Unlike my earlier posts, this is not a Fuji love-fest. When photographing plants and other inanimate objects in my office, it was easy to be mesmerized by the sharpness of the lenses and the surprisingly rapid focus acquisition. My field experience would prove otherwise.
The first thing I noticed was the difficulty of making exposure adjustments. While the ability to see both the shutter speed and aperture setting when viewing the camera from above, it wasn't as convenient (for me, at least) as viewing the control panel located atop most DSLR cameras. Pressing the clearly marked ISO or the White Balance buttons on the body would display the current settings in the control panel. Checking these settings in an X-camera requires you to look for the shutter and aperture settings in two different locations, and then switch to the viewfinder/LCD display to access menus to change the ISO and white balance. After years of working with digital Nikon bodies, this difference was more than a little inconvenient. Granted, there are programmable keys on the X bodies, but one would need to remember what these programmed functions were, something I haven’t really considered until now. But when used under even lighting conditions (open shade in the case of Photo #2), the X-E1 proved to be an excellent camera. This shot, made with the 35mm 1.4 shot wide open, is just about perfect.
Flash! Fuji's EF-42 Flash is definitely not up to the X camera’s professional potential. First off, this dedicated flash was extremely difficult to adjust on the fly.
- The flash has only two adjustment buttons: one to select the mode, and one to make the adjustments.
- The adjustments are changed in an “around the world” mode: You can go from full power to half power, but returning to full power requires a trip through quarter, eighth, sixteenth, and thirty-second power before you can get back on top.
- Plus and minus flash Exposure Compensation, along with zoom (beam spread) adjustments must be done by navigating to a specific menu dedicated to each adjustment.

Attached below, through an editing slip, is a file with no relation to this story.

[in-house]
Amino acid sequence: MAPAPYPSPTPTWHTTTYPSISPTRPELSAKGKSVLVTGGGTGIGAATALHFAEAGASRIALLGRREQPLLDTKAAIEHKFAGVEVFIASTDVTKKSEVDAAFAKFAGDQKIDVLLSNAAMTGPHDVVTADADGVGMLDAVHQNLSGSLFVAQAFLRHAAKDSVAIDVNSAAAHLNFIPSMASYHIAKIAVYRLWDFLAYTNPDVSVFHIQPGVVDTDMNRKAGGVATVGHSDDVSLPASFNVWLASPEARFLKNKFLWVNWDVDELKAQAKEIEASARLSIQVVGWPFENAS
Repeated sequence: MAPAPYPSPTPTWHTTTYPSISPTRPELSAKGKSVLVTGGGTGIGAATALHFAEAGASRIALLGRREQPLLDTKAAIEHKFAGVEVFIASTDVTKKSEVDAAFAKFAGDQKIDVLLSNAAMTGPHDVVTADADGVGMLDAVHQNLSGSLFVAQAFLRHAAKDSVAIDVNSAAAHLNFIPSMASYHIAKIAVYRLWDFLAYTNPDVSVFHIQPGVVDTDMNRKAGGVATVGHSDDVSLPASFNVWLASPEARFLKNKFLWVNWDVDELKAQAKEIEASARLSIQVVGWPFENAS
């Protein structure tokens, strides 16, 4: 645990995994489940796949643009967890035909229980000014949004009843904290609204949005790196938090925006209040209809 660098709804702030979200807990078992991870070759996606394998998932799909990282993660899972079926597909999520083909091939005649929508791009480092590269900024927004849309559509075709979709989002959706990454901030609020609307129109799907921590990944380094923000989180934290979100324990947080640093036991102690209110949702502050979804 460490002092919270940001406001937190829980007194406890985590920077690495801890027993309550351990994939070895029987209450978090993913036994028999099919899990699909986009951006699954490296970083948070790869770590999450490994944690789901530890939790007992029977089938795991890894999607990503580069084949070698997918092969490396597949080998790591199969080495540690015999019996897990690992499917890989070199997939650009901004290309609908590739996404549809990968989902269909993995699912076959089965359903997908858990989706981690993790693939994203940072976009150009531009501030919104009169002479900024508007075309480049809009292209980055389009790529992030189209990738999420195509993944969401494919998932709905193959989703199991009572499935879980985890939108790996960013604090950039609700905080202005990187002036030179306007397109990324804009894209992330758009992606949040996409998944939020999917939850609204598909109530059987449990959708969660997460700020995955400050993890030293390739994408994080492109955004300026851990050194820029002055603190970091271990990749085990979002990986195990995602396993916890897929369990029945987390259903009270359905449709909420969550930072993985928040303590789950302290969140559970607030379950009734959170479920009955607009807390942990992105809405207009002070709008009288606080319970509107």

- Exposure Compensation for the flash was only +/- 1.5 stops in 1/2 stop increments, compared to Nikon's +/- 3 stops in 1/3 stop increments. This is too narrow a range to be of much use beyond the liberal requirements of a "party flash", and can make it difficult to fill shadows at short shooting distances.
- When the flash is mounted in the hot shoe, you can no longer see the shutter speed dial.
The X-E1's Flash Synchronization: The X body itself has limits. The maximum flash synchronization speed of 1/180th of a second translates into relatively small apertures when shooting in daylight. To get this shot (Photo #3), I switched to my X100s set to 1/400 of a second, 5.6, ISO 200, and the flash set to manual, full power. You can see the flash improves the detail in the shadow side of the children's faces , even at a distance of over 20 feet. The image was cropped severely.
The Nugget: After some thought, I felt I could summarize the Fuji X-camera experience by saying this:
- You set the exposure on an X-camera; you control it on a DSLR.
- X-cameras are marginally more responsive when it comes to handling (weight, eye placement), while DSLRs are more responsive when it comes adjustments.
Both the Leica M3 and the Nikon F had their adherents when Kodak was king, and with the introduction of the Fuji X-cameras we have a way to experience two different approaches to photography in a digital venue. Obviously Burrows knew the circumstances when one camera platform would be superior to the other, and in his choice of both rangefinders and SLRs, appears to have been well prepared for whatever came his way.